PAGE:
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Sketching the art scene

Two well-known artists, Krishen Khanna and Jahangir Sabvala, speak about the path Indian art has traversed

Krishen Khanna

ART AFICIONADOS of Bangalore had the good fortune of meeting not one, but two luminaries of contemporary Indian art at the Windsor Sheraton, last weekend. Recalling their early days in the art world, the artists spoke on some of the issues that concern the art world today.

"When we started painting, nobody talked about money," reminisced Krishen Khanna, who took up painting in the early Sixties, after bidding goodbye to a decade-long career in banking. "The process of painting was in itself complete."

Speaking to prospective art collectors, he said: "To be a collector, you must first fall in love with art. I would even say, you must resist buying it in the first instance. Let it follow you, tease you, and cajole your senses so much that you start loving it. Then you can resist no more and you will start feeling obsessed by it. Acquisition, then, happens naturally. And because you love it so much, you will also find it difficult to part with it."

Jahangir Sabvala

Khanna, who travelled the world on a scholarship from the Rockefeller Council and became a resident artist at the Washington University, had a few words of advice to young artists as well. "Please get a foothold in this country before looking for accolades and acceptance elsewhere. This is where you belong and this is where you gain your cultural sustenance." He narrated an incident when he asked another great artist, F.N. Souza, who had already gained recognition in the West, whether he would like to return to India. "Of course, I will," was Souza's immediate response, "to recharge my batteries!"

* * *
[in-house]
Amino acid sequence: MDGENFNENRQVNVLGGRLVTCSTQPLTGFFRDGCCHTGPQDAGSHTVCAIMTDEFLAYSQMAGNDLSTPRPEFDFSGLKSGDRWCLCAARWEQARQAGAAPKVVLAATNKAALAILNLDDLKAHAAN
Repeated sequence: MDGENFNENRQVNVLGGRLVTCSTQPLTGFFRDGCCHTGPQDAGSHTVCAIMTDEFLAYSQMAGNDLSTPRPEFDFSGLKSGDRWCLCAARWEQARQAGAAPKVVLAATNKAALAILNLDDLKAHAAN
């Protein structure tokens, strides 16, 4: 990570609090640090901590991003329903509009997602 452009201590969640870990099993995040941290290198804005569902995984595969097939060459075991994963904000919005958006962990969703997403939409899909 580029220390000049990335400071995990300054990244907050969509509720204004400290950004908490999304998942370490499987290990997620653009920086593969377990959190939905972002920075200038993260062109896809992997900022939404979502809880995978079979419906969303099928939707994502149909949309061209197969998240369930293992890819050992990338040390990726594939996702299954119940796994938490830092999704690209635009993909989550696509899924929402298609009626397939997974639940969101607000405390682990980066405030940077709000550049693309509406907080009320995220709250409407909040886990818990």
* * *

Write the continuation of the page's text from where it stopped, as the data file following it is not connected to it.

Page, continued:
A smiling Jahangir Sabavala, dressed as immaculately as ever and looking prim with his well maintained whiskers and upturned mustache, too went back in time. "When we started painting, we were only looking to create that special quality and character in our works, and nothing else mattered. We certainly did not paint just to please anyone — either the prospective buyers or the critics. It was difficult to get even a one-line write up in the newspapers those days. But we did carry on as a small band of artists, associating ourselves with people from other professions — writers, thinkers, and even philosophers. A very rough road has been traversed. Now, it is very nice to see a flood of young people who are having it relatively easy. But then, that is their due."

Sabavala's studies and travels in France under the apprenticeship of Andre Lhote and the influence of Flinenger resulted in a classical cubist style. The artist, who maintains this style to this day while painting his "ethereal" landscapes, felt that the West is yet to wake up to Indian art. "If you have a show abroad, out of an audience of 100, you will see only four or five Western faces. All the rest are Indian. But others from the East, say Chinese or Korean artists, command better acceptance and recognition because they are older in the Western world compared to us." Sabavala is confident, though, that "the day is not far off, when they don't think of you only as an Indian artist, but respect you for the true value of your works".


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